Joe Walsh described writing the lyrics to this song during an interview with Howard Stern. Walsh explained he had the track recorded but had no ideas for lyrics. He had been living in Colorado after leaving the James Gang over creative differences with the direction of the music. He was mowing his lawn and looking at the Rocky Mountains and the lyrics came to him. He ran inside to write the lyrics but forgot to shut off the lawn mower. The mower ran into his neighbor’s yard and ruined the neighbor’s garden.

“It was a very expensive song to write,” Walsh said, implying he had to pay to repair the damage to the neighbor’s yard. He said the lyrics describe his anxiety about leaving the James Gang and his excitement about a solo career.

Rocky Mountain Way

Spent the last year
Rocky Mountain Way
Couldn’t get much higher
Out to pasture
Think it’s safe to say
Time to open fire

And we don’t need the ladies
Crying ’cause the story’s sad
’cause the Rocky Mountain Way
Is better than the way we had

Well he’s tellin’ us this
And he’s tellin’ us that
Changes it every day
Say’s it doesn’t matter
Bases are loaded and Casey’s at bat
Playin’ it play by play
Time to change the batter

And we don’t need the ladies
Crying ’cause the storie’s sad, uh huh
Rocky Moutain Way
Is better than the way we had
Hey, hey, hey, hey

Author: Badfinger (Max)

Power Pop fan, Baseball fan, old movie and tv show fan... and a songwriter, bass and guitar player.

25 thoughts on “Joe Walsh – Rocky Mountain Way”

  1. Joe Walsh borrowed the talked box he used on this song from Nashville steel guitar player Pete Drake. Pete Drake also played pedal steel on George Harrison’s album All Things Must Pass. Peter Frampton also played guitar on the album. This is where Pete Drake introduced Peter Frampton to his talk box and Peter had a talk box built for himself right after that meeting.

    Liked by 2 people

  2. Man, you’re really them – one epic rocker after the other. Joe Walsh is a great guitarist and I think one of the best things that happened to the Eagles.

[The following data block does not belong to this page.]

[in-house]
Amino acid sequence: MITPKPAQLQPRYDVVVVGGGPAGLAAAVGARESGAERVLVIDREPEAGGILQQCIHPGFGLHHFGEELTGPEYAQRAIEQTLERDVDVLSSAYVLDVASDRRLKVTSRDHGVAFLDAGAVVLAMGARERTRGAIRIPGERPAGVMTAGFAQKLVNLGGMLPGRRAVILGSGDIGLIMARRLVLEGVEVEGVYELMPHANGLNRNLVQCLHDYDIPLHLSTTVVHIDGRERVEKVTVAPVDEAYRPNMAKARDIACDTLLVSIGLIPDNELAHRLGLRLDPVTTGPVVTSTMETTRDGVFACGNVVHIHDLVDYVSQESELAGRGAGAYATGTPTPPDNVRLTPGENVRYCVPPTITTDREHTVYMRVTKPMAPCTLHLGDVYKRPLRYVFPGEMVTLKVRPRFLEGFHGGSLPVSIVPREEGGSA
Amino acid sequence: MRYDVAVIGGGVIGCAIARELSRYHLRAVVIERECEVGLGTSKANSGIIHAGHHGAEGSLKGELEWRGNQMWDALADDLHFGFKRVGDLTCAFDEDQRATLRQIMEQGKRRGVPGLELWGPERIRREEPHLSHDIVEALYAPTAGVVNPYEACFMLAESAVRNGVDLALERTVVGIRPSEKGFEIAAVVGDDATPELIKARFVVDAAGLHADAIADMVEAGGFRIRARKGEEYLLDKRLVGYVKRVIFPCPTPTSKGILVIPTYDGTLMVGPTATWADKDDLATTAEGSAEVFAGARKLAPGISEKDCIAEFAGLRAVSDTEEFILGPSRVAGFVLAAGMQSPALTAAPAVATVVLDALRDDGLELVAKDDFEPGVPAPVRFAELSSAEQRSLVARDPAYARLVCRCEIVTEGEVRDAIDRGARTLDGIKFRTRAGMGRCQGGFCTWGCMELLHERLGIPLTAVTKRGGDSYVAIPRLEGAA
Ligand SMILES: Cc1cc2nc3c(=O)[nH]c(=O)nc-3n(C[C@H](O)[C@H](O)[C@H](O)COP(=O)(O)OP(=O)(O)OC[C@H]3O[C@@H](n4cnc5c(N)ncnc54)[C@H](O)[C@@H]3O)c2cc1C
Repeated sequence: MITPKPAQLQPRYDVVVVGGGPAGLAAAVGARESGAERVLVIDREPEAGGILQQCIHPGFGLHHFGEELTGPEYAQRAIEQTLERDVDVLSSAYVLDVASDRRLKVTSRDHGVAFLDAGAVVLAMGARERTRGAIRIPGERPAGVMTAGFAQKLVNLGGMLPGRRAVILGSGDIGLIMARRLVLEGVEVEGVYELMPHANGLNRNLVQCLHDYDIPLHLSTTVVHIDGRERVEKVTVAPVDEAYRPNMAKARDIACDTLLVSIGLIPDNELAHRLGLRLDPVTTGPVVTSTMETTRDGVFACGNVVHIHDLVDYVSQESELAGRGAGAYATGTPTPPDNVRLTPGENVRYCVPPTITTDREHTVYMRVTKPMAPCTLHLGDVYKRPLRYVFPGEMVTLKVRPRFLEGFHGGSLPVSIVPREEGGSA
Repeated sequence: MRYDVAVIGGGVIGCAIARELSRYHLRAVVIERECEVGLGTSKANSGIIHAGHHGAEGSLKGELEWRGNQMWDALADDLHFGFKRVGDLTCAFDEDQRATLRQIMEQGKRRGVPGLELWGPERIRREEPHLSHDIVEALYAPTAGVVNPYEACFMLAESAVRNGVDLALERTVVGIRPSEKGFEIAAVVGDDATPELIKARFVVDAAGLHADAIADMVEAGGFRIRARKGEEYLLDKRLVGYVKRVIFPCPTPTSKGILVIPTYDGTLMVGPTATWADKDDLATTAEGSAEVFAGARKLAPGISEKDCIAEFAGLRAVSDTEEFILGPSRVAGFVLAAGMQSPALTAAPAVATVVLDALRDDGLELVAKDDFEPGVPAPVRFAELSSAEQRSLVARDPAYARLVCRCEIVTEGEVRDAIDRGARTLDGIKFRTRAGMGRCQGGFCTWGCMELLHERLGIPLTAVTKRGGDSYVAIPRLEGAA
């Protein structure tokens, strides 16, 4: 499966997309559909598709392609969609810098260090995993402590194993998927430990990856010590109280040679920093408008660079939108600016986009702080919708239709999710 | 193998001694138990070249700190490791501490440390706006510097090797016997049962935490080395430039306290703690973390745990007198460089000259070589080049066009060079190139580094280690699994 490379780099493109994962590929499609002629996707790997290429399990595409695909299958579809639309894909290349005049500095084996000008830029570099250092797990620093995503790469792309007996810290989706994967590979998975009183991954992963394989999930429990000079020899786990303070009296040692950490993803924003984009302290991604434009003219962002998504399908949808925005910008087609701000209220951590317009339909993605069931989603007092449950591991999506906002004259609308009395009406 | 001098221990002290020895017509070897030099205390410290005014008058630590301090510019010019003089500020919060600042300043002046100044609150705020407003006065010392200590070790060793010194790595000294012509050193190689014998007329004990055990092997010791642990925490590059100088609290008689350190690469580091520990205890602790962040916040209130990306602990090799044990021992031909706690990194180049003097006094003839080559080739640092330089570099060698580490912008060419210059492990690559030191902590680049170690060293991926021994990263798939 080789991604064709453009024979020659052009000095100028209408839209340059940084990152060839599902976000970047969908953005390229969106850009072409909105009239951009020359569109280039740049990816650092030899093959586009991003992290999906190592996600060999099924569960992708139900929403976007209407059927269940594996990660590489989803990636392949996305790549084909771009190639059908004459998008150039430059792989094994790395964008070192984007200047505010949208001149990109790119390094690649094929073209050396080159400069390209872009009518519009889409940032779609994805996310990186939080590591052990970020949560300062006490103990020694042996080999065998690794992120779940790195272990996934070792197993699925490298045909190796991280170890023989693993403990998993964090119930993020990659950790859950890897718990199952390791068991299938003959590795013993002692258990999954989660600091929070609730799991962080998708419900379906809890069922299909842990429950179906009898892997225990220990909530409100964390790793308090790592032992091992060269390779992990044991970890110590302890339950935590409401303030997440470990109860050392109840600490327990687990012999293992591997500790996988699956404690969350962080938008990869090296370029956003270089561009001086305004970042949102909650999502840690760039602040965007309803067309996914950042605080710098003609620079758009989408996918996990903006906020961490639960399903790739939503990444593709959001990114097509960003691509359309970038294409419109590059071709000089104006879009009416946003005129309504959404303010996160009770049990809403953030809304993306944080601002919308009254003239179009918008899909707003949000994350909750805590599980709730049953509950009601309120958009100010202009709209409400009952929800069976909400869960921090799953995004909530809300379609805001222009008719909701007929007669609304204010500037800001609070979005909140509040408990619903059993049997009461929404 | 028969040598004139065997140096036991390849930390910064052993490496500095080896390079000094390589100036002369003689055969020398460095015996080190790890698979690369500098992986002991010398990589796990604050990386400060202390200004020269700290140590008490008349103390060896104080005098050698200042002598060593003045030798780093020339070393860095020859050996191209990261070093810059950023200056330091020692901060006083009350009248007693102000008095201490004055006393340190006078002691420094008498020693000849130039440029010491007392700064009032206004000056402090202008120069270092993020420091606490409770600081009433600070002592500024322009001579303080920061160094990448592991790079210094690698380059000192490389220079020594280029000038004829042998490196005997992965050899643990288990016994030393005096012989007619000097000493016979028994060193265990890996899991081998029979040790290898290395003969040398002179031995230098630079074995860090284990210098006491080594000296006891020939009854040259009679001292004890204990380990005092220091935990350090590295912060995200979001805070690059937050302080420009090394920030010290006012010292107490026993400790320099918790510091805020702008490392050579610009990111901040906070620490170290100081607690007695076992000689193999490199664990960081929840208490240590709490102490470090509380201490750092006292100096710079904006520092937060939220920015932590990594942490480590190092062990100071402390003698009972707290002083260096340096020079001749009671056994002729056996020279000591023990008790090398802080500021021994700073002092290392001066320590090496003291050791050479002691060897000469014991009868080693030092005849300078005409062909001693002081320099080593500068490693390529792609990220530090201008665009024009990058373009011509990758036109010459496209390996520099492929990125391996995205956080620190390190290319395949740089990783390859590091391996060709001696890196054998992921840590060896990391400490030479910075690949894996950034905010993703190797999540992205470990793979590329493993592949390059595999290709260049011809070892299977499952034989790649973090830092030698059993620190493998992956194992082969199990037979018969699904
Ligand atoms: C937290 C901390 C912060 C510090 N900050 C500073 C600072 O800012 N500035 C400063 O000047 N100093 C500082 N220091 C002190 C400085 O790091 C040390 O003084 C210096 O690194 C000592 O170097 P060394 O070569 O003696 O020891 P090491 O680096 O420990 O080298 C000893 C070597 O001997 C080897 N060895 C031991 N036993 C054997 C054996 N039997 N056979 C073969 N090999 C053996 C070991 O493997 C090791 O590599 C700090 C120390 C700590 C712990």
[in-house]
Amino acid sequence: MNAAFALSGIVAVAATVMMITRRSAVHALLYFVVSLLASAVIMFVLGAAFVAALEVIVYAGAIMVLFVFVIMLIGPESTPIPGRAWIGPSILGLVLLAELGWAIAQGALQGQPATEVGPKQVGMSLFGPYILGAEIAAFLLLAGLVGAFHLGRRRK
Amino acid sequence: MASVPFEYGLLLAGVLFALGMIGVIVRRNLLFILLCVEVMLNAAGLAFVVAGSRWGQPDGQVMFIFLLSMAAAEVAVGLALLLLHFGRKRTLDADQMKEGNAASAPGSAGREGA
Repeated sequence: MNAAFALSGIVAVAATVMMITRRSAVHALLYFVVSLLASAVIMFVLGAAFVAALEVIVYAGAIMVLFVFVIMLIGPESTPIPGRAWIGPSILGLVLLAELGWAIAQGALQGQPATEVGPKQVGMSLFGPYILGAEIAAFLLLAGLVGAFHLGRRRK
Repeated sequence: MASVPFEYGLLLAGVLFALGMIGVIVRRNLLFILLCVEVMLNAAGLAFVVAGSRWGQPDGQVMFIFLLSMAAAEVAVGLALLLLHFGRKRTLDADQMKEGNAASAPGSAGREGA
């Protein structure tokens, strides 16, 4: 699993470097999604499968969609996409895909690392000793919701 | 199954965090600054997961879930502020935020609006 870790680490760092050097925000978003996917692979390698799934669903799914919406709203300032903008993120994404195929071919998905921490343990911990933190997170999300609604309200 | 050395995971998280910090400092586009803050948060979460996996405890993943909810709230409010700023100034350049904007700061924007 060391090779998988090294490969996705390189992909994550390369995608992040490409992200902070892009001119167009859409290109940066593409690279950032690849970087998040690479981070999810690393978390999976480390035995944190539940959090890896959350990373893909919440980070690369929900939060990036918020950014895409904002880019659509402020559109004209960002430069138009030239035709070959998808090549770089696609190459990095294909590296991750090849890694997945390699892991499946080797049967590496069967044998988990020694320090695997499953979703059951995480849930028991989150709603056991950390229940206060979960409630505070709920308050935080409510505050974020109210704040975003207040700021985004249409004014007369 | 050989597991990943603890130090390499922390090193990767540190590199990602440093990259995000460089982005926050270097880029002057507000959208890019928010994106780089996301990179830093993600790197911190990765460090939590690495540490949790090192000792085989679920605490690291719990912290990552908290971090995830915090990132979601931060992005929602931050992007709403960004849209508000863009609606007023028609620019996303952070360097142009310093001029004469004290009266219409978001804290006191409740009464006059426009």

I also dig his music with James Gang. In fact, I’m listening to “Funk #49” as I’m writing this.

    Things have been pretty busy on the home front, so unfortunately, I’ve barely had time for blogging!

    Liked by 1 person

    1. Joe is so much fun. I got to see him with Ringo…he made a surprise visit on Ringo’s birthday.

      Since I’ve been home working I’ve had some time but next week I’ll be going back to the office so I’ll be slowing down a little to my normal one a day during the week.

      Liked by 1 person

  3. This was the first song I heard by Joe, or the first time I’d heard his name back then. An ok song, though I like a lot of his later ones better. Interesting story though, never gave it a whole lot of thought but had no idea what it was about or why a Rocky Mountain way was better.

    Liked by 1 person

    1. We played this song last year in the garage…love the movements in it…the simple walkup is cool…and yes I love the solo.


  4. Triumph does a pretty good version of this tune. I recall Mike Levine (Bassist for Triumph) at one point saying Joe Walsh always would that them for the royalty cheques whenever there paths would cross.

    Liked by 1 person

    1. I just listened to it… the right tone on guitar and he has a perfect voice for it. That is a good version. Joe seems like one of the nicest guys in rock.

      Liked by 1 person

      1. Triumph makes that tune seem like there own and for the longest time, I thought it was a Triumph song. Than again I was young and goofy and didn’t know better. lol

        Liked by 1 person